The students’ abilities to make healthy food choices will be evaluated at the end of the program, along with:

· * Knowledge of the local food system and whole foods

· * Experience testing new foods

· * Acquisition of culinary skills

· * Weekly fruit and vegetable intake

The evaluation is conducted through pre- and post- student surveys, qualitative observations made my project staff, parent phone interviews and student discussion groups.

“The question comes down to, first off, ‘Is this an effective way of teaching students and is it going to make changes in their lives?’” asks Fuller. “And, if it is, how can we do it in a way that we can do it in every school in the district?”

Milwaukee County’s largest nutrition program

Youth Chef Academy isn’t the only nutrition program getting involved in the Milwaukee Public School system to educate students on healthy choices. The Milwaukee affiliate of the University of Wisconsin Extension Nutrition Education Program (WNEP) is the largest in the county.

The USDA-funded program is directed toward low-income families and individuals, focusing on meal planning, label reading and food safety. The eight nutrition educators visit public schools, community centers, senior centers, counseling and treatment centers and children’s associations.

U.S. Grant Elementary School is one of WNEP educator Kazoua Thao’s placements. To be eligible for the federally funded service, at least 51 percent of students must be considered low-income. According to the district report card from the 2006-2007 school year, 77 percent of students in Milwaukee Public Schools received free or reduced lunch.

“Who had breakfast today and what did you have?” Thao asks the 29 first-graders.

Responses include toast, milk, cereal, French toast, grapes, kiwi and eggs.

Today is Thao’s first lesson in Mrs. Cira and Mrs. Tesch’s classroom and she is introducing My Plate, the visual dietary guideline that recently replaced the food pyramid, teaching about grains and touching on food safety.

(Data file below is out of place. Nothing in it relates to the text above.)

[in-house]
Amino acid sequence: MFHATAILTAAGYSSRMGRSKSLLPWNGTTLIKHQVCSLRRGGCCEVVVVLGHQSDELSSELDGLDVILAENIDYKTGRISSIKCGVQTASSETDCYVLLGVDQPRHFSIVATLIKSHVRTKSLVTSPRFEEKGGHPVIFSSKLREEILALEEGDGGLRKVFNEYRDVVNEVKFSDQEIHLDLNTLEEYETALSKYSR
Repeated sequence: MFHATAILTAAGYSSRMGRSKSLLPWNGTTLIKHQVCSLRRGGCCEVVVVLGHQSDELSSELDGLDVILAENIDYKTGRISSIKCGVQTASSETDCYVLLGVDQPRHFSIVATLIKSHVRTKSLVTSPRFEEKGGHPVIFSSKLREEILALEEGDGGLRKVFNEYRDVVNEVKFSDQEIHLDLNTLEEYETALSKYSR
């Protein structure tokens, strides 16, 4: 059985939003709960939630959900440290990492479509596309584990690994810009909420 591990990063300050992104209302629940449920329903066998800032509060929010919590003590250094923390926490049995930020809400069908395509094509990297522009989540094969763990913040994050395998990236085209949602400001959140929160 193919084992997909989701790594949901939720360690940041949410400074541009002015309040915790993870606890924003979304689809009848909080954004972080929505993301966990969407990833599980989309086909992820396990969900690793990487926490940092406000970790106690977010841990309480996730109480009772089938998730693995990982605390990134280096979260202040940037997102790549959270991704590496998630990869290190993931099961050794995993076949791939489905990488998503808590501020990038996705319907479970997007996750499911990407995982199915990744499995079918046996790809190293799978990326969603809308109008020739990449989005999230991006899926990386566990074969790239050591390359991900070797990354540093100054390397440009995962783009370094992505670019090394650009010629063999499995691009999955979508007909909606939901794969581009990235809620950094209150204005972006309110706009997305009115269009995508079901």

“Grains are healthy because they give you a lot of energy to help you stay strong,” she says. “Whole grains are even better for you because they have fiber.”

Thao passes around mini bags of grains for the kids to observe and feel: White, brown and wild rice, orzo, polenta, corn, bulgur, rye and couscous.

“I’ve had quinoa, and the corn one [polenta],” says one student near the front.

To show that healthy eating and physical activity go hand-in-hand, a short intermission of “popping like popcorn,” “rolling like a tortilla,” “twisting like a pretzel” and other moves get the kids energy levels up.

The curriculum for WNEP is developed by specialists in Madison, where it is peer-reviewed and made available for use in counties across the state, according to Rosamaría Martinez, Milwaukee County’s Nutrition Education Administrator.

It is not a requirement for the educators to have a background in nutrition. Thao, who graduated from UW-Madison five years ago, has a degree in Family and Consumer Education.

“Our educators are people from the community teaching in the community,” says Martinez. Of the nine WNEP educators in Milwaukee County, four speak Spanish and one [Thao] speaks Hmong.

Thao, who leads classes for parents and seniors as well, says it is important for elders to model healthy behavior to children.

“Parents are always asking for more quick and easy recipes,” she says. “But it is hard to avoid the high-processed foods. It’s also frustrating to come into a classroom and see that the teacher is drinking soda or has a bag of McDonald’s sitting out.”